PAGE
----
How do you even begin to approach pitchers with game score (an all-in-one metric that measures pitching performances) logs like these?
74, 62, 66, 42, 59, 22, 68, 40
79, 40, 64, 82, 34, 54, 56, 70, 37
The first pitcher seems like he figured something out, and then has fallen off in recent starts. Four starts out of five with a game score of 59 or higher is nice, but a 22 and a 40 in his past three doesn’t bode well.
The second pitcher doesn’t seem to have any sort of rhythm or tempo and would be a very risky fantasy option, right? The highs are very high, but the lows are very low.
Both of these pitchers are starting on Monday, and one is a strong option for fantasy players while the other is probably best left on the bench in DFS and shallower season-long leagues.
The first pitcher is Chris Archer of the Tampa Bay Rays. An elevated home-run-to-fly-ball ratio and a poor walk rate has hurt what is an otherwise sterling resume for a starting pitcher. He’s striking out more than 10 batters per nine innings, and generating a swinging strike rate of just under 11 percent.
However, even the strikeouts are fading in recent outings, as he continues to struggle with walks and elevated pitch counts without the upside of whiffs. After recording double-digit K's in two of his first five games, he has struck out five or fewer batters in four of his past seven appearances.
And while the homer-to-fly-ball ratio will likely regress back to the mean, his walk rate isn’t some luck-based stat we can expect to fix on its own. He’s missing his spots, and that means more baserunners and fewer outs.
Also of note is Archer’s reduced chase rate on the season, meaning batters aren’t swinging at balls out of the zone as often as they have in the past. Hitters are just waiting for a fastball in the zone, then hammering it, rather than chasing something breaking out of the zone; as a result, there are more walks being issued.
Monday’s game against Arizona, a top-10 offense in baseball, isn’t a wise spot to invest in the Tampa Bay starter for fantasy purposes.
His game score log features a 31, 34, 37 and 40, all at home. His remaining starts are 54 or better, including a 79 and 82, recorded in road tilts.
He’s a solid pitcher with the best road ERA in baseball, as well as the best well-hit average (the number of well-hit balls relative to total at-bats). Monday's opponent, the Dodgers, play in a pitcher-friendly park and have a bottom-five offense in the majors.
Chatwood is a top-two pitching option Monday, right up there with Jon Lester as a building block for season-long and daily lineups.
If the Shoe fits, use him
After seven starts, Matt Shoemaker had an ERA of 8.49 and had no outings with more than five strikeouts. In his past four starts, he has dropped his ERA to 5.50 thanks to 7 1/3 innings of shutout baseball followed by two lengthy outings of two-run ball.
The difference for Shoemaker? He’s getting strikeouts, not issuing walks and keeping the ball on the ground.
Pitching heat maps indicate that he’s pounding the bottom of the zone more often in his past three starts, while he spent most of his time in the middle of the zone for the first handful of starts this year.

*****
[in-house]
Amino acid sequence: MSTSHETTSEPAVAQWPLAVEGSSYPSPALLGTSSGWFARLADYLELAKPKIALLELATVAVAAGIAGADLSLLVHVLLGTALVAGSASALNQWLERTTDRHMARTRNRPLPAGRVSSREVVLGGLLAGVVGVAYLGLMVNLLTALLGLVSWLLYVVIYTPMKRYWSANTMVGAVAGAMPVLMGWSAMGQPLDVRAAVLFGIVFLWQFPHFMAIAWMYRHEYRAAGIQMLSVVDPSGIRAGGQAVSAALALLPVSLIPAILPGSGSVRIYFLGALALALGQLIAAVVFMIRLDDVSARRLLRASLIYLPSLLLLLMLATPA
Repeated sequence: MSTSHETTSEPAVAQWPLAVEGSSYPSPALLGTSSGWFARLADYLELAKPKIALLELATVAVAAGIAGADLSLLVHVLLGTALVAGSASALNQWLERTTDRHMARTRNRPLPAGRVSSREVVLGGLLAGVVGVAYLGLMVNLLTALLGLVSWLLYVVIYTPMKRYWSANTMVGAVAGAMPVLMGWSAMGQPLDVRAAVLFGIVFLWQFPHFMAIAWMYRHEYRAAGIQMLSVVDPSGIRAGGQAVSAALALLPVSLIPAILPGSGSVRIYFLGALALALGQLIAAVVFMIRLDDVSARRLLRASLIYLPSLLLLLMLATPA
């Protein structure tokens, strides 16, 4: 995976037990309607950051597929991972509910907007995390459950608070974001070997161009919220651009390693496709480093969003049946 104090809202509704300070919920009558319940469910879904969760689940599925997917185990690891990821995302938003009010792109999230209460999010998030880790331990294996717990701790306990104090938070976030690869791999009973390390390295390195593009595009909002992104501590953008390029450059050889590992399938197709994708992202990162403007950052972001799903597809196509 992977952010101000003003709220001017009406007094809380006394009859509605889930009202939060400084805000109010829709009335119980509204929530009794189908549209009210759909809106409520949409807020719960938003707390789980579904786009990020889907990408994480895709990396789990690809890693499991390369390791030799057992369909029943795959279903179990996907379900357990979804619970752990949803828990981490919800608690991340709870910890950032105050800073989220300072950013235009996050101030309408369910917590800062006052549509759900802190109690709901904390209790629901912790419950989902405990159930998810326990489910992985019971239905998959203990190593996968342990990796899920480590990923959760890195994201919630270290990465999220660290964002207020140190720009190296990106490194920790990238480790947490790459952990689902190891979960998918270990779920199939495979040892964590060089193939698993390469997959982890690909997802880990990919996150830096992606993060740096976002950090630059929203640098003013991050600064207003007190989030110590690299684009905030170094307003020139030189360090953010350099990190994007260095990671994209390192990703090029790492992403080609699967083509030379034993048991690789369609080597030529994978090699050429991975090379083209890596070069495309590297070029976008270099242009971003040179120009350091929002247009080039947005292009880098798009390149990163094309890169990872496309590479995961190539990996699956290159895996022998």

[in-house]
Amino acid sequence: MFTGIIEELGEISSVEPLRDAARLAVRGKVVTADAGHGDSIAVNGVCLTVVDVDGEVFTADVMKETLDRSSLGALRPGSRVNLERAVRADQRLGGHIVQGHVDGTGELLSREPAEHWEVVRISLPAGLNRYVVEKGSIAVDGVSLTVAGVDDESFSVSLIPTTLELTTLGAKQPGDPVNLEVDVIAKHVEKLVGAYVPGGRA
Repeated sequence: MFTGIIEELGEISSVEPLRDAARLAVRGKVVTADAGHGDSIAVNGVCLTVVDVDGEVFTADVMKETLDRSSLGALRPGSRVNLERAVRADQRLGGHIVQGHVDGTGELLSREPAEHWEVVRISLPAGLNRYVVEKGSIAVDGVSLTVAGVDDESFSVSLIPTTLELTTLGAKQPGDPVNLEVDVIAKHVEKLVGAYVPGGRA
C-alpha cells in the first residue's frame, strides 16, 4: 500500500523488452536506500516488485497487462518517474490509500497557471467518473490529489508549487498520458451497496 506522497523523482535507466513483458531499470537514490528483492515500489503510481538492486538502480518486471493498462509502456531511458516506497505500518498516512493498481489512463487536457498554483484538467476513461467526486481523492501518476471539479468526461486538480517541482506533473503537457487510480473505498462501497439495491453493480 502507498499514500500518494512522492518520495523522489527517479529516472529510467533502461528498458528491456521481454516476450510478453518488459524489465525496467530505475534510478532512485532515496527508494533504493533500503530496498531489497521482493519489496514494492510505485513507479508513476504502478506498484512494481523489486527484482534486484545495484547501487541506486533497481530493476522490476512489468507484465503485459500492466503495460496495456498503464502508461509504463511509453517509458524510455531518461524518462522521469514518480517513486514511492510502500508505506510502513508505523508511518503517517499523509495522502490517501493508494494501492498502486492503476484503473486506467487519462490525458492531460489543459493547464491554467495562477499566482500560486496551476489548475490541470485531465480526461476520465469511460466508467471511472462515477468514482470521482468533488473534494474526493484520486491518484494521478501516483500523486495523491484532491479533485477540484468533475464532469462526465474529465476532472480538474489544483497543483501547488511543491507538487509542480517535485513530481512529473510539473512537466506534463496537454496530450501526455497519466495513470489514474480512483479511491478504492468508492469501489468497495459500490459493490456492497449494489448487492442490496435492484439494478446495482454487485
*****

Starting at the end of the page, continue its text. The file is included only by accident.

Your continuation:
He’s a pitcher with several offerings designed to break down in the zone, so ground balls are ideal for him. He wants to generate swings and misses on pitches that fall off the table, or induce weak contact on the top of the ball when a player tries to drop the bat to make contact with his sinking throws.
During his impressive 2014 campaign, he generated a 43.2 percent ratio of ground balls to balls put in play. In his impressive past three starts? 44.6 percent.
There are more extreme ground-ball pitchers in the league, but when Shoemaker is able to combine decent ground-ball inducing ability with a strong swinging strike rate (the best of his career), there’s a lot to like about the Angels starter moving forward.
He's worthy of a stash in season-long leagues, and is a strong SP2 or tournament option in DFS on Monday.
Only around 10 percent of humans are left-handed, but Monday’s pitching probables may have you thinking otherwise. Nine of the 20 men currently slated to take to the mound will do so with a glove on their right hands and the ball in their left.
That means batters who specialize in hitting against southpaws are going to get their chance to get some at-bats, while strong left-handed bats lose their standard platoon advantage. We won’t want to pick players against Lester or Steven Matz, but the remaining left-handers could have trouble dealing with these hitters:
Danny Duffy has looked good in his recent starts, and Joey Rickard has been essentially benched, but roles could reverse if the right-handed Rickard gets the start and can take swings with the platoon advantage.
Logan Morrison is a left-handed batter, but has been smashing left-handed pitching so far this season. The Tampa Bay first baseman may remain in the lineup to try to keep his hot streak alive against Robbie Ray of the Arizona Diamondbacks. Looking for a more traditional matchup in this game? Evan Longoria ranks 14th in baseball in well-hit average against southpaws.